It’s been a perilous day for some air passengers in India.
Early on Tuesday (Dec. 27), a Mumbai-bound Jet Airways flight skidded off the runway at Goa’s Dabolim airport during takeoff. The 154 passengers, and seven crew members, onboard flight number 9W 2374 are safe, the airline reported, although a dozen individuals sustained minor injuries during the evacuation process.
The aircraft, which had arrived from Dubai, reportedly spun out of control after an aborted takeoff. Subsequently, while evacuation was underway, the aircraft titled forward, leading to further panic among passengers. The exact cause of the accident is still to be ascertained.
Meanwhile, at New Delhi’s Indira Gandhi International Airport, two passenger airplanes had a close call shortly after the Goa incident.
One Indigo flight is thought to have just arrived at the airport, while a SpiceJet plane was preparing for takeoff. The two aircraft reportedly came “face-to-face”, risking the safety of over a hundred passengers, before evasive action from the pilots averted a potential mishap.
“SpiceJet crew observed another aircraft on the same taxiway in the opposite direction. Acting promptly, the SpiceJet crew immediately stopped the aircraft and intimated the ATC (air traffic control),” SpiceJet explained in a series of tweets on the incident.
With nearly 100 million domestic passengers in 2016 alone, India is the fastest-growing aviation market in the world—but safety concerns remain.
In particular, runway overruns and excursions are worrisome, according to data presented (pdf) by the Director General of Civil Aviation (DGCA), India’s aviation regulator, to the International Civil Aviation Organization. The DGCA has a “State Safety Plan” (pdf) with specified targets to improve safety measures across India’s aviation industry.
|Runway excursions and overruns: Performance indicators||Target||2015|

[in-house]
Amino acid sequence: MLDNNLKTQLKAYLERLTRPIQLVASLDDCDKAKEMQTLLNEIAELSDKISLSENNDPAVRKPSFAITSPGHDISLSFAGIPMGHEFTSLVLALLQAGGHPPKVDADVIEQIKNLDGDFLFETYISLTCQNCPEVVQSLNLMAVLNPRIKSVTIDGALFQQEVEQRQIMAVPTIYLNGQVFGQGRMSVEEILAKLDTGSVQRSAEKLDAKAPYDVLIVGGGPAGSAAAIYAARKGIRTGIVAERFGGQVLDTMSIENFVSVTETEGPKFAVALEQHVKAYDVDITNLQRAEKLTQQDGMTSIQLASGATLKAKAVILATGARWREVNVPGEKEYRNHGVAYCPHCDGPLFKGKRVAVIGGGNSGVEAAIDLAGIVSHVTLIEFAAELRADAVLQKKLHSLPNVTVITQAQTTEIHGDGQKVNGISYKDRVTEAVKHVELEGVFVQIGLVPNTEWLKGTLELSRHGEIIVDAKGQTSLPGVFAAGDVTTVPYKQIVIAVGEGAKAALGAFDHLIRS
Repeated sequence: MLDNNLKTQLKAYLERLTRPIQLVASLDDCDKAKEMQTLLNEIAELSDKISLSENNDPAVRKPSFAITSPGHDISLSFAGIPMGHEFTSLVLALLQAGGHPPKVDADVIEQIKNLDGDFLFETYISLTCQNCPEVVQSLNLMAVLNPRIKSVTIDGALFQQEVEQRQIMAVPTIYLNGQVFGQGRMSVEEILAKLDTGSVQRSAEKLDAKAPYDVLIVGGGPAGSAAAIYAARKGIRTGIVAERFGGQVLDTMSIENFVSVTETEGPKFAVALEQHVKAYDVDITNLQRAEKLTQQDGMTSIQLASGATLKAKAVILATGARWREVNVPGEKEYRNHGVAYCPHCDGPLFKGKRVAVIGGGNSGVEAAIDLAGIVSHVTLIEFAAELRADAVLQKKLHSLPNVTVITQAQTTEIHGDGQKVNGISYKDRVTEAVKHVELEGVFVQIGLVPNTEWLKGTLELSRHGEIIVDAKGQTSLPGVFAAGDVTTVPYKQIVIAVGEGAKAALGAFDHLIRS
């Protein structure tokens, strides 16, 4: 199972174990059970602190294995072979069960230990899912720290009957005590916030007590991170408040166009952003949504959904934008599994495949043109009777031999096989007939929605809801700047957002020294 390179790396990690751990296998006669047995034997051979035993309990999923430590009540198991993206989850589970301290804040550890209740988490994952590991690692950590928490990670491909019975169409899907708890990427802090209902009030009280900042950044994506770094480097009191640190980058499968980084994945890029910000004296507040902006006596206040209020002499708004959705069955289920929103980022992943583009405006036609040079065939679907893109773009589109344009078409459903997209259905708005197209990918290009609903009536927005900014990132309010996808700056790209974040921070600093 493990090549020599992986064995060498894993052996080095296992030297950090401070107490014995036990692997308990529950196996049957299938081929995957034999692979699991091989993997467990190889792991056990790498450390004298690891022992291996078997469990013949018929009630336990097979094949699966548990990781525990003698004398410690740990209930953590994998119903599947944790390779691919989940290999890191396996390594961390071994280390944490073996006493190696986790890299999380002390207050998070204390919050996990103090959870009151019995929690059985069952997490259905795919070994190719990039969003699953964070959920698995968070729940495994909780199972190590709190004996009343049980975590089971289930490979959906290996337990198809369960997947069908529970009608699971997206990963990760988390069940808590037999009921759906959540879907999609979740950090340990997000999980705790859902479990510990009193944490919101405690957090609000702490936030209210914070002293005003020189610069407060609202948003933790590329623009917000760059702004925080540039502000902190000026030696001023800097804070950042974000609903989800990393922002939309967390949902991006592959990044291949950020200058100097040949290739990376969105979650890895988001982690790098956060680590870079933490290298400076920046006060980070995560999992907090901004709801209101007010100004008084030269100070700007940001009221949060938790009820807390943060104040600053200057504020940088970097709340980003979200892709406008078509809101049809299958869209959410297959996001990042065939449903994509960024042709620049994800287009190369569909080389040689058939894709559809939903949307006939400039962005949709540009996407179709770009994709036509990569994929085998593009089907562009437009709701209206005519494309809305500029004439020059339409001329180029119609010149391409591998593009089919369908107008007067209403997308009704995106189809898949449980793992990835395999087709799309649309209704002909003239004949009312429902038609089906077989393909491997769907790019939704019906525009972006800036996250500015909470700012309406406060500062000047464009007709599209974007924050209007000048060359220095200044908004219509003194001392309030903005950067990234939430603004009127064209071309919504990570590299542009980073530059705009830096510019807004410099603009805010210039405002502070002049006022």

|Number of unstabilised approaches per 10,000 approaches||9.51||16.35|
|Number of unstabilised approaches that continue to land per 10,000 approaches||1.281||14.5|
|Number of unstabilised approaches when performing a precision approach per 10,000 approaches.||4.98||9.66|
|Number of unstabilised approaches when performing a non-precision approach (no vertical guidance) per 10,000 approaches.||1.558||3.18|
|Number of unstabilised approaches when performing a visual approach per 10,000 approaches||2.97||3.51|
Here are some definitions to understand the above data better:
- An unstabilised approach is one in which the airplane’s indicated airspeed, pitch attitude, flap and landing gear position—the airplane’s configuration—and/or glidepath, changes in the final moments of the approach. Changes to any of these variables close to the ground will make it harder for the pilot to guide the aircraft to a smooth and accurate touchdown. (Source)
- A non-precision approach is an instrument approach and landing which utilises lateral guidance but does not utilise vertical guidance. Non-precision approaches are often conducted with less use of automated systems than precision approaches. Lateral guidance refers to the guidance provided by a ground-based navigation aid, computer-generated navigation data displayed to the pilot of an aircraft, or a controller interpreting the display on radar screen. (Source)